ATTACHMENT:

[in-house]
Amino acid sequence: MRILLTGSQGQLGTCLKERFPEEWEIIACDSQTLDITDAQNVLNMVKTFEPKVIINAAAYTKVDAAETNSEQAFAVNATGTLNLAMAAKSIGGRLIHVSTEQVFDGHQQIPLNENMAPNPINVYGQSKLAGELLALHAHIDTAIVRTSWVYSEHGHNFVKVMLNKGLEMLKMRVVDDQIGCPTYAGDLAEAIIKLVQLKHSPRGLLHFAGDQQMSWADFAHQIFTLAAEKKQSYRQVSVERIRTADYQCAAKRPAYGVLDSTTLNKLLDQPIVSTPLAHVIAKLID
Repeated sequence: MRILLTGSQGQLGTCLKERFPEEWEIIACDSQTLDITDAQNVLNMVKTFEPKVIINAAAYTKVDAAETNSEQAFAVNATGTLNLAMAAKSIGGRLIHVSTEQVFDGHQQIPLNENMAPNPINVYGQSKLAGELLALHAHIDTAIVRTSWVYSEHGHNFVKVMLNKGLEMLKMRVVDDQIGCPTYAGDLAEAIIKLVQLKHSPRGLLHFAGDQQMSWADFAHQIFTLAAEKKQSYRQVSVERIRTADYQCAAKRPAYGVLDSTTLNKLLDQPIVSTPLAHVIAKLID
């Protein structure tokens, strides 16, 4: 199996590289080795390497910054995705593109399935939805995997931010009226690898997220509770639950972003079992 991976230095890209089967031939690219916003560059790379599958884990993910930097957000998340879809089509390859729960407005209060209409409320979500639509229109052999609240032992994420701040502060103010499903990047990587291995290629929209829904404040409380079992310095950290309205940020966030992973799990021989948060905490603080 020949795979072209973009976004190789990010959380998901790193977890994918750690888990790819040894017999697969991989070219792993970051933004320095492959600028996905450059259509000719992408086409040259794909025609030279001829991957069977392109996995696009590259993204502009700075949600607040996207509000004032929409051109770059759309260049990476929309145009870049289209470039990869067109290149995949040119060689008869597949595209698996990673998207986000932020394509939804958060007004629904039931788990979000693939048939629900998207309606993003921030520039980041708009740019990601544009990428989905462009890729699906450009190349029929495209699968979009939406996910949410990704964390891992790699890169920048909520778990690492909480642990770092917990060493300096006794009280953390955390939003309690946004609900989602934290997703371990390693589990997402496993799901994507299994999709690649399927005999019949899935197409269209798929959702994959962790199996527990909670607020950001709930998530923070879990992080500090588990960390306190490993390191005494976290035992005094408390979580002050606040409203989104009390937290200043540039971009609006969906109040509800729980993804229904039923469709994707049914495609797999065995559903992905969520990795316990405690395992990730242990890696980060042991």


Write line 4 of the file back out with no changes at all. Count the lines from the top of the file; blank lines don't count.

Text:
């Protein structure tokens, strides 16, 4: 199996590289080795390497910054995705593109399935939805995997931010009226690898997220509770639950972003079992 991976230095890209089967031939690219916003560059790379599958884990993910930097957000998340879809089509390859729960407005209060209409409320979500639509229109052999609240032992994420701040502060103010499903990047990587291995290629929209829904404040409380079992310095950290309205940020966030992973799990021989948060905490603080 020949795979072209973009976004190789990010959380998901790193977890994918750690888990790819040894017999697969991989070219792993970051933004320095492959600028996905450059259509000719992408086409040259794909025609030279001829991957069977392109996995696009590259993204502009700075949600607040996207509000004032929409051109770059759309260049990476929309145009870049289209470039990869067109290149995949040119060689008869597949595209698996990673998207986000932020394509939804958060007004629904039931788990979000693939048939629900998207309606993003921030520039980041708009740019990601544009990428989905462009890729699906450009190349029929495209699968979009939406996910949410990704964390891992790699890169920048909520778990690492909480642990770092917990060493300096006794009280953390955390939003309690946004609900989602934290997703371990390693589990997402496993799901994507299994999709690649399927005999019949899935197409269209798929959702994959962790199996527990909670607020950001709930998530923070879990992080500090588990960390306190490993390191005494976290035992005094408390979580002050606040409203989104009390937290200043540039971009609006969906109040509800729980993804229904039923469709994707049914495609797999065995559903992905969520990795316990405690395992990730242990890696980060042991």